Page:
I wanted to share a very special person to me who taught me a lot, and it is someone I did not meet until I was 30 years old, but someone who is without a doubt my favorite person in the entire world. It is my niece Penny. Penny has taught me to be totally free, not to have concerns about what other people think or what is "cool," she's reminded me how fun child-like games and ideas are. Mostly, since she has been around, I have found myself trying harder to be the best role model I can be, using words like strong, smart, creative to compliment her instead of always pretty (although I still tell her she's pretty), and to take compliments and have confidence myself, so she grows up seeing that in the women in her life.

- Meredith Fernandez, Executive Assistant and Office Manager
Dr. Taru Dewan is a doctor of Ophthalmology in India. She could be making millions but she chooses to work at a public health hospital where healthcare is close to free. She recently got the first patent ever in the history of the hospital she works at. She's coming to Las Vegas to present her awesomeness at a conference this summer. She taught me to shine while also leaving a mark on the world. She's my mom.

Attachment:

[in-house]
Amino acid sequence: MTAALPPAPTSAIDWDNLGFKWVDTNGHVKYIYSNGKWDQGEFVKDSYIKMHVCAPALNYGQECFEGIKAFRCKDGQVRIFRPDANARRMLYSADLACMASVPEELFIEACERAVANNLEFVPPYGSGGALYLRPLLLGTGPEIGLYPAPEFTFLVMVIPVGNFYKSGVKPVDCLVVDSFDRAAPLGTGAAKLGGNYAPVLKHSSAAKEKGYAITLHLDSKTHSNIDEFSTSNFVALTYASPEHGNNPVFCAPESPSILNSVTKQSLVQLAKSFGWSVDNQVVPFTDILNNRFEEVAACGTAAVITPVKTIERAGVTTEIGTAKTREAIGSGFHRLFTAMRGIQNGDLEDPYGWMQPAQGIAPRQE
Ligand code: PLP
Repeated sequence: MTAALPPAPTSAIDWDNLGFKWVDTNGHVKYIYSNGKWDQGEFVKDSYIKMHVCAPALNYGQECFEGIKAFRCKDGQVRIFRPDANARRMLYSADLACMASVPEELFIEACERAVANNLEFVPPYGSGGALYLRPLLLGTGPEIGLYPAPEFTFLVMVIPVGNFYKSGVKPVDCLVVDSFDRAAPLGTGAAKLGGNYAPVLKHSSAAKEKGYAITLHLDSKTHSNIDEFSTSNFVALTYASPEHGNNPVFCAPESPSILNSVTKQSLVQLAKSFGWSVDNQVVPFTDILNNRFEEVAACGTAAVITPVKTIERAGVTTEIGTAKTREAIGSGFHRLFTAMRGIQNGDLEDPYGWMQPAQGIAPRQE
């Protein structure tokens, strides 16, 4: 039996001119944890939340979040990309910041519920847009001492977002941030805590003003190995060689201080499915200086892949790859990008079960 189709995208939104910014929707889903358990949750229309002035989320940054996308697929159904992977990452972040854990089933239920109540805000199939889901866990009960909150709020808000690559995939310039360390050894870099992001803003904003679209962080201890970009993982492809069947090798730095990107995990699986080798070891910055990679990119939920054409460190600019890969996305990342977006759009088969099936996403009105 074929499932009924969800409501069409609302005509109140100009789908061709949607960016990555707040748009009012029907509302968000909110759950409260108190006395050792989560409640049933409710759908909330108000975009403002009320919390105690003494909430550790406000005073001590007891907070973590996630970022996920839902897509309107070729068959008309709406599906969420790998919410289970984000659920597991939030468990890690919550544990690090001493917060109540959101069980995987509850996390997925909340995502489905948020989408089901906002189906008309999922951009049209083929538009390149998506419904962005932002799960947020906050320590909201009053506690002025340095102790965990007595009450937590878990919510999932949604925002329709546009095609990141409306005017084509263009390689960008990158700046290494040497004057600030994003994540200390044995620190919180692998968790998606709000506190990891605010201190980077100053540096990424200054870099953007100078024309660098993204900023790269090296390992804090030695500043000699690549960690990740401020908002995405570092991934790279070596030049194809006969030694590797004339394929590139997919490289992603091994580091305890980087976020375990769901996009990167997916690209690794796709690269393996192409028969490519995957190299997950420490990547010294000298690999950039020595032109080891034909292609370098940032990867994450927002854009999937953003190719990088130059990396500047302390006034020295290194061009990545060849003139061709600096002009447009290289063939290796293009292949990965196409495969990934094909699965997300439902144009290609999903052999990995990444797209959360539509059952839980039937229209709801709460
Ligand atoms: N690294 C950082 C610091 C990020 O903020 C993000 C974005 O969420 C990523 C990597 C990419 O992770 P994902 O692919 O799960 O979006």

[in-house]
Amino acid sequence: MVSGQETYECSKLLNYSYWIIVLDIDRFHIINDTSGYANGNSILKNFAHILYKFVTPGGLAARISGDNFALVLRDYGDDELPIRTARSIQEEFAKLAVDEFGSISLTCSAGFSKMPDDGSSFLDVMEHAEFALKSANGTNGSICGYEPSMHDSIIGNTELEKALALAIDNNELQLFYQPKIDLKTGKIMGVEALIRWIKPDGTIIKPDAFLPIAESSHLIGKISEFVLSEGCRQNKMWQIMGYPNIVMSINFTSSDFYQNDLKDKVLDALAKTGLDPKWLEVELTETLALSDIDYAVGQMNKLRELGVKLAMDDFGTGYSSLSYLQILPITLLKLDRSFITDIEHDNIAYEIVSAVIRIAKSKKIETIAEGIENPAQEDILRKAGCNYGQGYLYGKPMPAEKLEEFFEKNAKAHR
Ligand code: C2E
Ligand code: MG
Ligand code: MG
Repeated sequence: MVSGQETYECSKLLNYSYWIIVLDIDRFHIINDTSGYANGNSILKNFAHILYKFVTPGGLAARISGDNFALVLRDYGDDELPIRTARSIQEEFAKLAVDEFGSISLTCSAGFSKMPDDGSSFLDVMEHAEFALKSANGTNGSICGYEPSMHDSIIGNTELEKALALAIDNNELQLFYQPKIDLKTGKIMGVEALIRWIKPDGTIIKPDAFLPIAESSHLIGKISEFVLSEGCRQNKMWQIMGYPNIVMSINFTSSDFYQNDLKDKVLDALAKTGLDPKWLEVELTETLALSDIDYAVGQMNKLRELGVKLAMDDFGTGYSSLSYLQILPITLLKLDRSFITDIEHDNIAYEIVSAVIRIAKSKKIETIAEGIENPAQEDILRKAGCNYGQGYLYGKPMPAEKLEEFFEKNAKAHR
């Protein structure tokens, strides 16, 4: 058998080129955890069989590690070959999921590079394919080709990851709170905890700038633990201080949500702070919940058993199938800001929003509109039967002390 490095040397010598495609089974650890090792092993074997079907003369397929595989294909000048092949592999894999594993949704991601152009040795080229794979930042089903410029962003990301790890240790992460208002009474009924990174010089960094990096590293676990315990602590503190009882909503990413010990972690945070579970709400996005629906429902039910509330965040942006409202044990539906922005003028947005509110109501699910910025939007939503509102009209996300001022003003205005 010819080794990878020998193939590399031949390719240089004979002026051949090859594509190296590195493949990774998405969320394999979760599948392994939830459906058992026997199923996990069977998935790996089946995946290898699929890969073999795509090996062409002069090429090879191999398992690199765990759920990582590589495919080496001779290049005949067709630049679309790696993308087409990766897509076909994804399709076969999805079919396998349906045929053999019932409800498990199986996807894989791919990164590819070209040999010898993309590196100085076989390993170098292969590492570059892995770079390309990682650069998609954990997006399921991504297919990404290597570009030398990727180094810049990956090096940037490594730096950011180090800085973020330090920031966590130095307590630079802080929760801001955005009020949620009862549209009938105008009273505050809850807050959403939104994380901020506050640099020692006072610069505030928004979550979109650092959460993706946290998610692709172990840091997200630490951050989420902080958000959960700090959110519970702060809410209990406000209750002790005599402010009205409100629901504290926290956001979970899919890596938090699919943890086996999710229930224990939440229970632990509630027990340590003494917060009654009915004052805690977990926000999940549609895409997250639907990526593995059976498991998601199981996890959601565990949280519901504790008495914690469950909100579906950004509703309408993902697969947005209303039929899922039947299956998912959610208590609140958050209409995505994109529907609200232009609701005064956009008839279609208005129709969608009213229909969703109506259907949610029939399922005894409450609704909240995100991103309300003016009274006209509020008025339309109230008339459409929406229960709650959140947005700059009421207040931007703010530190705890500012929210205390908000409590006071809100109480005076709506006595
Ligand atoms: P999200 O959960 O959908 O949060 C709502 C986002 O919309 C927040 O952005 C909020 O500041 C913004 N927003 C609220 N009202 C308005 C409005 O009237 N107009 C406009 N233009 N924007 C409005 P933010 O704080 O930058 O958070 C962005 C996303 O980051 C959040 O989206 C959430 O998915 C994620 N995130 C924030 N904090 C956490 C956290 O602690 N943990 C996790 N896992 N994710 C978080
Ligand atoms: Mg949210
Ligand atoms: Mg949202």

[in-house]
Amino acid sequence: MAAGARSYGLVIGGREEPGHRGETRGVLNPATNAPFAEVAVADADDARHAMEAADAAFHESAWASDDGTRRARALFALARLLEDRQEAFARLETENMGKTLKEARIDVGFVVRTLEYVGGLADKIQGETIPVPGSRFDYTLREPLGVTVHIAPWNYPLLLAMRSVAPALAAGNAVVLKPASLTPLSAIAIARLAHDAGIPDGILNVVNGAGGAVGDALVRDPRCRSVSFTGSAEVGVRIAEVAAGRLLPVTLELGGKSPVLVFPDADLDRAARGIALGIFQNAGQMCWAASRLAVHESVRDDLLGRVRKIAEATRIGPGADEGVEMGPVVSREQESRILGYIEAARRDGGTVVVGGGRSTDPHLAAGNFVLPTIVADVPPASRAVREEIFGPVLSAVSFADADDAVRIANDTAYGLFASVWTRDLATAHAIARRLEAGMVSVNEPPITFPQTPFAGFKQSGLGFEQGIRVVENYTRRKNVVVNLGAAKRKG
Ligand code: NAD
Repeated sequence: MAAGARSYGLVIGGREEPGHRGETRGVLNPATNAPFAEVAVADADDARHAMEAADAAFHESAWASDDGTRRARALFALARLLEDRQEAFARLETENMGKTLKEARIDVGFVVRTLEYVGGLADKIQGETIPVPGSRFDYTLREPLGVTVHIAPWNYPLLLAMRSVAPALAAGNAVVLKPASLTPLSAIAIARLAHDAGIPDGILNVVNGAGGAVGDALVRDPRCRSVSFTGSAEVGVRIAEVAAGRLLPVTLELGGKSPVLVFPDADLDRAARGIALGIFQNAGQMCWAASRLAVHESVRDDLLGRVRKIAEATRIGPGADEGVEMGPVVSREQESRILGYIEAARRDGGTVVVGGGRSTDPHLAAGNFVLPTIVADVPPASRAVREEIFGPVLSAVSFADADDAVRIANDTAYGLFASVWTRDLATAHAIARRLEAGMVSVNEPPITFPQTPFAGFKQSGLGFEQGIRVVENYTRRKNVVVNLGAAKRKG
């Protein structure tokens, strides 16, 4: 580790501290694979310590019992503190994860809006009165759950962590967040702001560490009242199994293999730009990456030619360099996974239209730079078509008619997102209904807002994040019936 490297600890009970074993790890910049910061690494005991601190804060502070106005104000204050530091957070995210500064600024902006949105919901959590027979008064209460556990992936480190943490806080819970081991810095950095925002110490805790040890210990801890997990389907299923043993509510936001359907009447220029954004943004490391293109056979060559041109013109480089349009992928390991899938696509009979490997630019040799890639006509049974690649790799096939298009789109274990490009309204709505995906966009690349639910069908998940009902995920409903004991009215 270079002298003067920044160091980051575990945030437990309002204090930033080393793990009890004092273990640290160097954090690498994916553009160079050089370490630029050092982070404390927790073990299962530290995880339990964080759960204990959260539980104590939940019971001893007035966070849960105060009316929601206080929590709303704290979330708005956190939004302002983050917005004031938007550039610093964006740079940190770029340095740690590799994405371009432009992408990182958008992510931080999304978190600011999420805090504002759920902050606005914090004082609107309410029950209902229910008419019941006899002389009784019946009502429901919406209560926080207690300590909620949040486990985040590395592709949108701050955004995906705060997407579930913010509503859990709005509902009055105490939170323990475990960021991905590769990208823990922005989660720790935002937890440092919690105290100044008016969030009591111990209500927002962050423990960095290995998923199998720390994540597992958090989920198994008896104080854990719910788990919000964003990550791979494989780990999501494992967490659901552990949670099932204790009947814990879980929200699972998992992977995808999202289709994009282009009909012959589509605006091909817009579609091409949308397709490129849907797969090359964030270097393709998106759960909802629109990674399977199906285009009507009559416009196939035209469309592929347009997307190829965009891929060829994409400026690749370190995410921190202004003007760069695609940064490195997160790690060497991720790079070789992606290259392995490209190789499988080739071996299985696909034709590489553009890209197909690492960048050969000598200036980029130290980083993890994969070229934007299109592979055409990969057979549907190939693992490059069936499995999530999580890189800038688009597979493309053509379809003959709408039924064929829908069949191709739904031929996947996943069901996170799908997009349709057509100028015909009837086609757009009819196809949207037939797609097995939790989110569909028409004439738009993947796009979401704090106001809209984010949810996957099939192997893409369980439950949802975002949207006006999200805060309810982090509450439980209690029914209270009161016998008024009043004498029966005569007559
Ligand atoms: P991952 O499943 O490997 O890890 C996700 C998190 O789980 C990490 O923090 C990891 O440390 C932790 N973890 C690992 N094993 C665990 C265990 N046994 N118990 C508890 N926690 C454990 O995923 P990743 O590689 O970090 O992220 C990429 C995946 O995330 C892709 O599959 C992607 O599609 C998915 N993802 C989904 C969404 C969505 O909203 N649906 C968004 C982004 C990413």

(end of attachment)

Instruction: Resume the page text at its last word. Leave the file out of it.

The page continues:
I haven't met my family in over a year. As an international student, I was barely able to go back home twice a year, and that too for not that long. Every time we video call, I can tell she's tearing up. Still, she always encourages me to live my life to the fullest here, on the opposite end of the globe. She taught me to love selflessly. She has given me so much strength, when a lot of my family didn't. I'm this independent only because of her. Here's a picture of us from the last time I met her, in December 2019 (yes, the woman on the right is my mom).

- Komal Dewan, Software Engineer I
This is my mom in 1993, with my older brother who is about 9 months. She was a park ranger at Mt Rainier for many years, living in one of the ranger cabins within the park during the summers. She taught me to love spending time in nature, hiking, skiing, backpacking, etc, and I know these activities have become a core part of my identity. During her time as a ranger she did all kinds of things - trail work, rescuing hikers/climbers who had accidents (including at least one heart attack), and educating people about the park.

I think the most impressive story from her time at Rainier is when she had to put up new trail signs along the 31 mile Northern Loop. She had to carry a bunch of 4x4 wooden sign posts, as well as all of her equipment. The task was supposed to take several days, but a few hours into the hike she decided she could probably do it all in one day, and then proceeded to do exactly that. To be clear, this is a loop that many people take several days to backpack around, carrying only their equipment, and she also had to haul a bunch of sign posts. As a 5'1", 110lb woman, she taught me that physical feats are way more mental than most people think, and there is pretty much nothing that men can do that women can’t.